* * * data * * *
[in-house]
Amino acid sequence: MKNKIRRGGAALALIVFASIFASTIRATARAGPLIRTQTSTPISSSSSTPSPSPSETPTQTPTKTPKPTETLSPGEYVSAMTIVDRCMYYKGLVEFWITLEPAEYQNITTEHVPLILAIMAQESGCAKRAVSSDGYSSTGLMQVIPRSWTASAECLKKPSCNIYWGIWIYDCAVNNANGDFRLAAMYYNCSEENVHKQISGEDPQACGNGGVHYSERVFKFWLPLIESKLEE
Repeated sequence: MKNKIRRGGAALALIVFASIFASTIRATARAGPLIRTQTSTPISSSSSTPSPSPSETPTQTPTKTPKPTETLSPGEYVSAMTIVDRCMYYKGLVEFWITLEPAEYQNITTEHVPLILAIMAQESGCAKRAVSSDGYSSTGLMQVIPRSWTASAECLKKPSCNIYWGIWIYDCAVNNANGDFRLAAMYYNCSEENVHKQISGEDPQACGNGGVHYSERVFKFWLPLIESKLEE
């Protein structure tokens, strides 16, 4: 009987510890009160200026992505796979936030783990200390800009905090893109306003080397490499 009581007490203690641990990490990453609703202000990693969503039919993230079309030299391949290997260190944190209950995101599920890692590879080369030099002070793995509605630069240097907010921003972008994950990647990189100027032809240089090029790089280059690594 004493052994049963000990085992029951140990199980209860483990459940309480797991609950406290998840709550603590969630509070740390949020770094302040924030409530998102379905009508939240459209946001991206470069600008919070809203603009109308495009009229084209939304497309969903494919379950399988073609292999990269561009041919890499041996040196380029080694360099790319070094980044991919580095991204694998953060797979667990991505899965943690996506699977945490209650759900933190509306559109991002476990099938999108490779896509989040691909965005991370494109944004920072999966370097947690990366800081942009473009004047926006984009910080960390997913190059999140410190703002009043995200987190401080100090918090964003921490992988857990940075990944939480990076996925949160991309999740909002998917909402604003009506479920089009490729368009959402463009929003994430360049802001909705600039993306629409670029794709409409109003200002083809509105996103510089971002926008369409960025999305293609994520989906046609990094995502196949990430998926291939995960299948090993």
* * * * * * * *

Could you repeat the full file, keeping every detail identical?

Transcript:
[in-house]
Amino acid sequence: MKNKIRRGGAALALIVFASIFASTIRATARAGPLIRTQTSTPISSSSSTPSPSPSETPTQTPTKTPKPTETLSPGEYVSAMTIVDRCMYYKGLVEFWITLEPAEYQNITTEHVPLILAIMAQESGCAKRAVSSDGYSSTGLMQVIPRSWTASAECLKKPSCNIYWGIWIYDCAVNNANGDFRLAAMYYNCSEENVHKQISGEDPQACGNGGVHYSERVFKFWLPLIESKLEE
Repeated sequence: MKNKIRRGGAALALIVFASIFASTIRATARAGPLIRTQTSTPISSSSSTPSPSPSETPTQTPTKTPKPTETLSPGEYVSAMTIVDRCMYYKGLVEFWITLEPAEYQNITTEHVPLILAIMAQESGCAKRAVSSDGYSSTGLMQVIPRSWTASAECLKKPSCNIYWGIWIYDCAVNNANGDFRLAAMYYNCSEENVHKQISGEDPQACGNGGVHYSERVFKFWLPLIESKLEE
């Protein structure tokens, strides 16, 4: 009987510890009160200026992505796979936030783990200390800009905090893109306003080397490499 009581007490203690641990990490990453609703202000990693969503039919993230079309030299391949290997260190944190209950995101599920890692590879080369030099002070793995509605630069240097907010921003972008994950990647990189100027032809240089090029790089280059690594 004493052994049963000990085992029951140990199980209860483990459940309480797991609950406290998840709550603590969630509070740390949020770094302040924030409530998102379905009508939240459209946001991206470069600008919070809203603009109308495009009229084209939304497309969903494919379950399988073609292999990269561009041919890499041996040196380029080694360099790319070094980044991919580095991204694998953060797979667990991505899965943690996506699977945490209650759900933190509306559109991002476990099938999108490779896509989040691909965005991370494109944004920072999966370097947690990366800081942009473009004047926006984009910080960390997913190059999140410190703002009043995200987190401080100090918090964003921490992988857990940075990944939480990076996925949160991309999740909002998917909402604003009506479920089009490729368009959402463009929003994430360049802001909705600039993306629409670029794709409409109003200002083809509105996103510089971002926008369409960025999305293609994520989906046609990094995502196949990430998926291939995960299948090993």